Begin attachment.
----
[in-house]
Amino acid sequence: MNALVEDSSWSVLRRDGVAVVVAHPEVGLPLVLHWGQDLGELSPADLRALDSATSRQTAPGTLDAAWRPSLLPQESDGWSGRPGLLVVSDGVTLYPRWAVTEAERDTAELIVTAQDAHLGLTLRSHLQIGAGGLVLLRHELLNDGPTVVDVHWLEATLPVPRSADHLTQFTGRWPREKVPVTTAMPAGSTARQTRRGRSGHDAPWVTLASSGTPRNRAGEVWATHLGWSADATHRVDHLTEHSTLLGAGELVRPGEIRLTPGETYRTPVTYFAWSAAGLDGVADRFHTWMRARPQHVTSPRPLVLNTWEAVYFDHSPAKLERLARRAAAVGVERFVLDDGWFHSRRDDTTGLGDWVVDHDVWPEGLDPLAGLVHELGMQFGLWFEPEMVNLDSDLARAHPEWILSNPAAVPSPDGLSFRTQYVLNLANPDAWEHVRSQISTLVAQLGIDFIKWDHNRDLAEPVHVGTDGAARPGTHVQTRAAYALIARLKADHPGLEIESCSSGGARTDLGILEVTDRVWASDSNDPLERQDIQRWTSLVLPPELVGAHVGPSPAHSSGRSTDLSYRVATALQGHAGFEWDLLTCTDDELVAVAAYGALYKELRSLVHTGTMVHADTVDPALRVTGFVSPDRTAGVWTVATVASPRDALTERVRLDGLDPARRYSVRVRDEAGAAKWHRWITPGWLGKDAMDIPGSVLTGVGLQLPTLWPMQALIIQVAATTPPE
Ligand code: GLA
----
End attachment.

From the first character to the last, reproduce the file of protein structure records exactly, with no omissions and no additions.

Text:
[in-house]
Amino acid sequence: MNALVEDSSWSVLRRDGVAVVVAHPEVGLPLVLHWGQDLGELSPADLRALDSATSRQTAPGTLDAAWRPSLLPQESDGWSGRPGLLVVSDGVTLYPRWAVTEAERDTAELIVTAQDAHLGLTLRSHLQIGAGGLVLLRHELLNDGPTVVDVHWLEATLPVPRSADHLTQFTGRWPREKVPVTTAMPAGSTARQTRRGRSGHDAPWVTLASSGTPRNRAGEVWATHLGWSADATHRVDHLTEHSTLLGAGELVRPGEIRLTPGETYRTPVTYFAWSAAGLDGVADRFHTWMRARPQHVTSPRPLVLNTWEAVYFDHSPAKLERLARRAAAVGVERFVLDDGWFHSRRDDTTGLGDWVVDHDVWPEGLDPLAGLVHELGMQFGLWFEPEMVNLDSDLARAHPEWILSNPAAVPSPDGLSFRTQYVLNLANPDAWEHVRSQISTLVAQLGIDFIKWDHNRDLAEPVHVGTDGAARPGTHVQTRAAYALIARLKADHPGLEIESCSSGGARTDLGILEVTDRVWASDSNDPLERQDIQRWTSLVLPPELVGAHVGPSPAHSSGRSTDLSYRVATALQGHAGFEWDLLTCTDDELVAVAAYGALYKELRSLVHTGTMVHADTVDPALRVTGFVSPDRTAGVWTVATVASPRDALTERVRLDGLDPARRYSVRVRDEAGAAKWHRWITPGWLGKDAMDIPGSVLTGVGLQLPTLWPMQALIIQVAATTPPE
Ligand code: GLA